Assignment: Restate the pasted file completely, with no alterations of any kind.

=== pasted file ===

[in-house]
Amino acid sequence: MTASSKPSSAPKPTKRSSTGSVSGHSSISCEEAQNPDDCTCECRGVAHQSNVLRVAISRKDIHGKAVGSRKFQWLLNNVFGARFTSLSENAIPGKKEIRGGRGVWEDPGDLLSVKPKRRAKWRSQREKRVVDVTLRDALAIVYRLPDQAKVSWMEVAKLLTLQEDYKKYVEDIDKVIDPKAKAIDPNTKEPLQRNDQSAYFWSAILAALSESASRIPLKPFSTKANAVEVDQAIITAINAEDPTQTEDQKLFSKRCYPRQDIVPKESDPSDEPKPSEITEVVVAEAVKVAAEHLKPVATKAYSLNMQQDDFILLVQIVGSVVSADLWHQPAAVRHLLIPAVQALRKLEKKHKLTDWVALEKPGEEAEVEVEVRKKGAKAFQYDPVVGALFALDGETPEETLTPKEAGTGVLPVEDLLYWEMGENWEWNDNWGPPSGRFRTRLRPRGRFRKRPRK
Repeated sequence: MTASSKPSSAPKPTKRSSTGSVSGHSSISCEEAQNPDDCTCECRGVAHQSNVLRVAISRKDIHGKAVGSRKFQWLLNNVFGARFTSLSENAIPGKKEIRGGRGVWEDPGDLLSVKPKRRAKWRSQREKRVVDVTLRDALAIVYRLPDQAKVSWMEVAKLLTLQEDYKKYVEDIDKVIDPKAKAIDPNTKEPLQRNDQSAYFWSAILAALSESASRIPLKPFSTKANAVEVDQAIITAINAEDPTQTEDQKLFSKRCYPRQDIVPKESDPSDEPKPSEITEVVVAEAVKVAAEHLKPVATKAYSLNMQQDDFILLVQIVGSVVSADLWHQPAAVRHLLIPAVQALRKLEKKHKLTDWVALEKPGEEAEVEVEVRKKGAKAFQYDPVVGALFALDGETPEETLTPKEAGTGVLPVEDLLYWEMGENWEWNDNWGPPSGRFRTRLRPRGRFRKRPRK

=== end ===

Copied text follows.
[in-house]
Amino acid sequence: MTASSKPSSAPKPTKRSSTGSVSGHSSISCEEAQNPDDCTCECRGVAHQSNVLRVAISRKDIHGKAVGSRKFQWLLNNVFGARFTSLSENAIPGKKEIRGGRGVWEDPGDLLSVKPKRRAKWRSQREKRVVDVTLRDALAIVYRLPDQAKVSWMEVAKLLTLQEDYKKYVEDIDKVIDPKAKAIDPNTKEPLQRNDQSAYFWSAILAALSESASRIPLKPFSTKANAVEVDQAIITAINAEDPTQTEDQKLFSKRCYPRQDIVPKESDPSDEPKPSEITEVVVAEAVKVAAEHLKPVATKAYSLNMQQDDFILLVQIVGSVVSADLWHQPAAVRHLLIPAVQALRKLEKKHKLTDWVALEKPGEEAEVEVEVRKKGAKAFQYDPVVGALFALDGETPEETLTPKEAGTGVLPVEDLLYWEMGENWEWNDNWGPPSGRFRTRLRPRGRFRKRPRK
Repeated sequence: MTASSKPSSAPKPTKRSSTGSVSGHSSISCEEAQNPDDCTCECRGVAHQSNVLRVAISRKDIHGKAVGSRKFQWLLNNVFGARFTSLSENAIPGKKEIRGGRGVWEDPGDLLSVKPKRRAKWRSQREKRVVDVTLRDALAIVYRLPDQAKVSWMEVAKLLTLQEDYKKYVEDIDKVIDPKAKAIDPNTKEPLQRNDQSAYFWSAILAALSESASRIPLKPFSTKANAVEVDQAIITAINAEDPTQTEDQKLFSKRCYPRQDIVPKESDPSDEPKPSEITEVVVAEAVKVAAEHLKPVATKAYSLNMQQDDFILLVQIVGSVVSADLWHQPAAVRHLLIPAVQALRKLEKKHKLTDWVALEKPGEEAEVEVEVRKKGAKAFQYDPVVGALFALDGETPEETLTPKEAGTGVLPVEDLLYWEMGENWEWNDNWGPPSGRFRTRLRPRGRFRKRPRK